Through the lens of a contemporary, award-winning landscape architect-designer, we explore and examine a 1974 project by Dan Kiley, painstakingly crafted in tandem with architect Edward Larrabee Barnes, enhancing the site of one of Pittsburgh’s most epic cultural institutions in the Carnegie legacy, and most successful modernist additions in a U.S. art museum.
Walter L. Roberts, Black Modern Architect in Pittsburgh
Recently retired archivist of Carnegie Mellon University’s Architecture Archives offers a glimpse into the professional career and Pittsburgh-rooted portfolio of Walter L. Roberts, a multi-talented, unsung architect of the region who made a diverse, modernist mark including with Westinghouse Electric, community housing and facilities, industrial design firms and more.
In between Rivers: Pittsburgh's Modern Milieu
Chair of the Pittsburgh Modern Committee of Preservation Pittsburgh introduces ‘Pittsburgh’s Modern Milieu’ with an impression of the city and region’s modern and postmodern resources, initiatives, challenges and curiosities – along with a summary of the spotlight series, which touches on the ongoing Docomomo US themes: the Diversity of Modernism and the 1970s turn 50, amongst other topics. (+ plus announcing the launch of a special collaboration-series of limited edition screen-prints of Pittsburgh modernist gems!).
Docomomo US Response to President Trump’s Executive Order on Promoting Beautiful Civic Architecture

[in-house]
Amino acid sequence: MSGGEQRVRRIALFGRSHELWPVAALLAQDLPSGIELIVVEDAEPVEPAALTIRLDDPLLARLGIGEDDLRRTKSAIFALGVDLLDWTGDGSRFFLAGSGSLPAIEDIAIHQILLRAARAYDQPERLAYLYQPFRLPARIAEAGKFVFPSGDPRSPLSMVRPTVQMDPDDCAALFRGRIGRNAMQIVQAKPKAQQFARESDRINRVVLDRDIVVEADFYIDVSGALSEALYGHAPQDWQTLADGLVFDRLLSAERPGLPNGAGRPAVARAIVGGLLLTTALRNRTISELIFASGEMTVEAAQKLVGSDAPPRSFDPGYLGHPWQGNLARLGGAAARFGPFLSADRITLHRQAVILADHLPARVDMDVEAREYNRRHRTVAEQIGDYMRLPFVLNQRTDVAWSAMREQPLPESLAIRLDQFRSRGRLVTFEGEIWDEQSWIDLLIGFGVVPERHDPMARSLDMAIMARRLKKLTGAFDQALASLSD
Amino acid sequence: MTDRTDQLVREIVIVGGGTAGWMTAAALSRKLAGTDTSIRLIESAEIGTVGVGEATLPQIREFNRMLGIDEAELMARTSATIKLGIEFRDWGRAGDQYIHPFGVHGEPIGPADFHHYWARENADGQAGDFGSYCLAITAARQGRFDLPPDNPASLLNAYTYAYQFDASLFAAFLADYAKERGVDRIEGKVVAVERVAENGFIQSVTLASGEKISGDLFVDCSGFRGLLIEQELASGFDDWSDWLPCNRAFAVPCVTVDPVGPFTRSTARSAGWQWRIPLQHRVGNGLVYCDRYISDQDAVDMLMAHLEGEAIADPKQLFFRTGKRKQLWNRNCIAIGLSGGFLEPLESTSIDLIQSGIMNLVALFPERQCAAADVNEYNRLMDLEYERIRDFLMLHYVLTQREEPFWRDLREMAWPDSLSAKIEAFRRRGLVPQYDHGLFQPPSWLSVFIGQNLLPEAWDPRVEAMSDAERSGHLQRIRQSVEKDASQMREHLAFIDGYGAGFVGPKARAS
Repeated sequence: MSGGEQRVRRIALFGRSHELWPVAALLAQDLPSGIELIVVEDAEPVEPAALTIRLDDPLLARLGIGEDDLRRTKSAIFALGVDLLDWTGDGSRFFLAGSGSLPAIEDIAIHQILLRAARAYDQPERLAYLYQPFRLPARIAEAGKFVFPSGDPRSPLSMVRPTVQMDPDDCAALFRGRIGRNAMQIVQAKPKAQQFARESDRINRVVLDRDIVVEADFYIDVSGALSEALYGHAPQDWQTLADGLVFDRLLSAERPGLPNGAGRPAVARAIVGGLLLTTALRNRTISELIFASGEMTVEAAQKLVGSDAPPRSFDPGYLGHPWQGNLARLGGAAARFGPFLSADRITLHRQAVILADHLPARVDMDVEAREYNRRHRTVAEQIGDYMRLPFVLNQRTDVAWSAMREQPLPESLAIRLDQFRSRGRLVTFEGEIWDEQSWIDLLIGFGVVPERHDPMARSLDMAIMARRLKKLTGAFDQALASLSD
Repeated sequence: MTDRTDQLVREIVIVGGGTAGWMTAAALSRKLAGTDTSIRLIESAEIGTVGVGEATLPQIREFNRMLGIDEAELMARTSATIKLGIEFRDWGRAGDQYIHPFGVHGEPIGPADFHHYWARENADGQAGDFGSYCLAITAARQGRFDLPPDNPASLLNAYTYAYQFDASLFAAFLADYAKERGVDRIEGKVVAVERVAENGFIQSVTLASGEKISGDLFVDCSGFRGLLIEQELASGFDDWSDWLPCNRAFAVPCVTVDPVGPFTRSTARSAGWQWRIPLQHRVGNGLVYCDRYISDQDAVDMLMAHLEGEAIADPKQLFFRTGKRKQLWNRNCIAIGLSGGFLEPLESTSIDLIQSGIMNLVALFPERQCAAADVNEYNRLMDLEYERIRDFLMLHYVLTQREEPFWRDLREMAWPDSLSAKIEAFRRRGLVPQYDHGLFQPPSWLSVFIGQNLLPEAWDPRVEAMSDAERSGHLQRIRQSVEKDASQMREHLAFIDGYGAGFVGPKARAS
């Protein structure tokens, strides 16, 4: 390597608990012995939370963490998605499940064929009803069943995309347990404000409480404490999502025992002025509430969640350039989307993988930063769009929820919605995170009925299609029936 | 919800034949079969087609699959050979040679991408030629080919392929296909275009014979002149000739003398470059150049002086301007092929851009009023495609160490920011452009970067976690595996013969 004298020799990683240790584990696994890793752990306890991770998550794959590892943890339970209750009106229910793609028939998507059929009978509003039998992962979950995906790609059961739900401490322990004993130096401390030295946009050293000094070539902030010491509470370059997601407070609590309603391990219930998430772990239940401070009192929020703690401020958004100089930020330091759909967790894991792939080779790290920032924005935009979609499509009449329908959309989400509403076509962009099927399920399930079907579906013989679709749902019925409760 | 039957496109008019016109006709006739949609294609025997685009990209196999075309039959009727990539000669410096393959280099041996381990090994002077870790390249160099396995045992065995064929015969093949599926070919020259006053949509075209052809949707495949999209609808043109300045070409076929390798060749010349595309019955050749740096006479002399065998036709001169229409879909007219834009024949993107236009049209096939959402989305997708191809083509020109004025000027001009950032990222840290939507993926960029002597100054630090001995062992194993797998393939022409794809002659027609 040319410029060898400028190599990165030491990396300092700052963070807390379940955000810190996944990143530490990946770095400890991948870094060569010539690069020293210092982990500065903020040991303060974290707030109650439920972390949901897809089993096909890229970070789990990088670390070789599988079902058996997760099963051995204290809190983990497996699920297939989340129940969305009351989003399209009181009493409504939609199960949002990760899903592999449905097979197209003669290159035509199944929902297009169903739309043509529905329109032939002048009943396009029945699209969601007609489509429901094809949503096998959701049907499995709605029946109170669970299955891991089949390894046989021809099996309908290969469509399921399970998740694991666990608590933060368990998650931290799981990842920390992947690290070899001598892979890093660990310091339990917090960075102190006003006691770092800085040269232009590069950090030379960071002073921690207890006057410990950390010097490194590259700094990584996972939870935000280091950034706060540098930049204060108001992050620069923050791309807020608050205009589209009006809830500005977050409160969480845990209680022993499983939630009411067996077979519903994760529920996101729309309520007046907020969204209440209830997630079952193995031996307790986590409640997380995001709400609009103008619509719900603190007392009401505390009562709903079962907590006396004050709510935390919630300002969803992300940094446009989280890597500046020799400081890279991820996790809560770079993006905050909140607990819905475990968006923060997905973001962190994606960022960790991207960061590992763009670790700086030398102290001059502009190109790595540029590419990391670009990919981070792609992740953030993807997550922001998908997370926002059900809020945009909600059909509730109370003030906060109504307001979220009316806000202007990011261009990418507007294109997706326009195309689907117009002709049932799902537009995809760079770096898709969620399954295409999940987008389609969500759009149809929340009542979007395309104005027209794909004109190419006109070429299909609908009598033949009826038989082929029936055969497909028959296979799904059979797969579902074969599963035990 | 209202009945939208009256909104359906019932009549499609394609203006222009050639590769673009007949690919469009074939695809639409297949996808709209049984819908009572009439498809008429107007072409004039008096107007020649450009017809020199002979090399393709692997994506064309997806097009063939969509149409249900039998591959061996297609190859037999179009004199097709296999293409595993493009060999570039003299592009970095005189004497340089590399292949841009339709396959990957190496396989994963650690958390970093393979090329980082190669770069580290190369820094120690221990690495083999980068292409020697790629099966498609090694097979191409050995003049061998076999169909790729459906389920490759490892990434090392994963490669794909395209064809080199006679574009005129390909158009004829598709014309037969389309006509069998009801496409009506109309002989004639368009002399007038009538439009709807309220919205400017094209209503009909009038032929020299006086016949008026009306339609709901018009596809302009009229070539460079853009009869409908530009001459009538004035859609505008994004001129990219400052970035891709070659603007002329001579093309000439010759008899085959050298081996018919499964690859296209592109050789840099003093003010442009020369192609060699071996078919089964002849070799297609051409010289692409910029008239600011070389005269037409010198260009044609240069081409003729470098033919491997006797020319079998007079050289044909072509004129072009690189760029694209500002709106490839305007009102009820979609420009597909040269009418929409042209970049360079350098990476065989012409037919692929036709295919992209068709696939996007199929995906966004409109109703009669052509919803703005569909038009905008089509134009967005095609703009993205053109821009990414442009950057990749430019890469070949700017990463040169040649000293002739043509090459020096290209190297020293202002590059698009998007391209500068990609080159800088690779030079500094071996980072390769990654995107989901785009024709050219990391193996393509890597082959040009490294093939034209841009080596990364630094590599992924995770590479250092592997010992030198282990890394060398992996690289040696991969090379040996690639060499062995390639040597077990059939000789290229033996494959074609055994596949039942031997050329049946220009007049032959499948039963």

In a year in which the United States of America has been ravaged by the worst pandemic in a century and economic devastation that may take generations to repair, Docomomo US is disturbed and appalled by the December 21, 2020 announcement of the Executive Order on Promoting Beautiful Federal Civic Architecture
No Place Like Home: Modern Residential Design in Kansas
When one thinks of Kansas, a hotbed of progressive design is likely not the first descriptor that comes to mind. One usually thinks of the Wizard of Oz, figures like Dwight D. Eisenhower, and perhaps the origin of fast food pizza (Pizza Hut). That said, a deeper review of architecture and design brings to the forefront the breadth of modernism that can be found throughout the state.
Air Capital Modernists: Schaefer Schirmer Eflin
In October of 2020, in the middle of the Covid-19 Pandemic, the Wichita Public Library, likely the first Brutalist building designed in the state of Kansas, became the state’s first Beton Brut building added to the National Register of Historic Places. The Library nomination was rushed through, along with a separate nomination for the adjacent Century II Performing Arts and Convention Center by concerned citizens against the wishes of developers and City officials.
Plains Modern: Postwar Architecture in Kansas
Kansas, the 15th largest state by area, resides at the geographical center of the continental United States. “The Sunflower State” combines mostly family-owned farms and ranches with the robust aviation industry that made the state a strategic military training center during World War II. Paralleling this, between 1941 and 1956 the population of Kansas’s largest city, Wichita, doubled from 115,000 to 240,000 during the peak years of postwar modernism.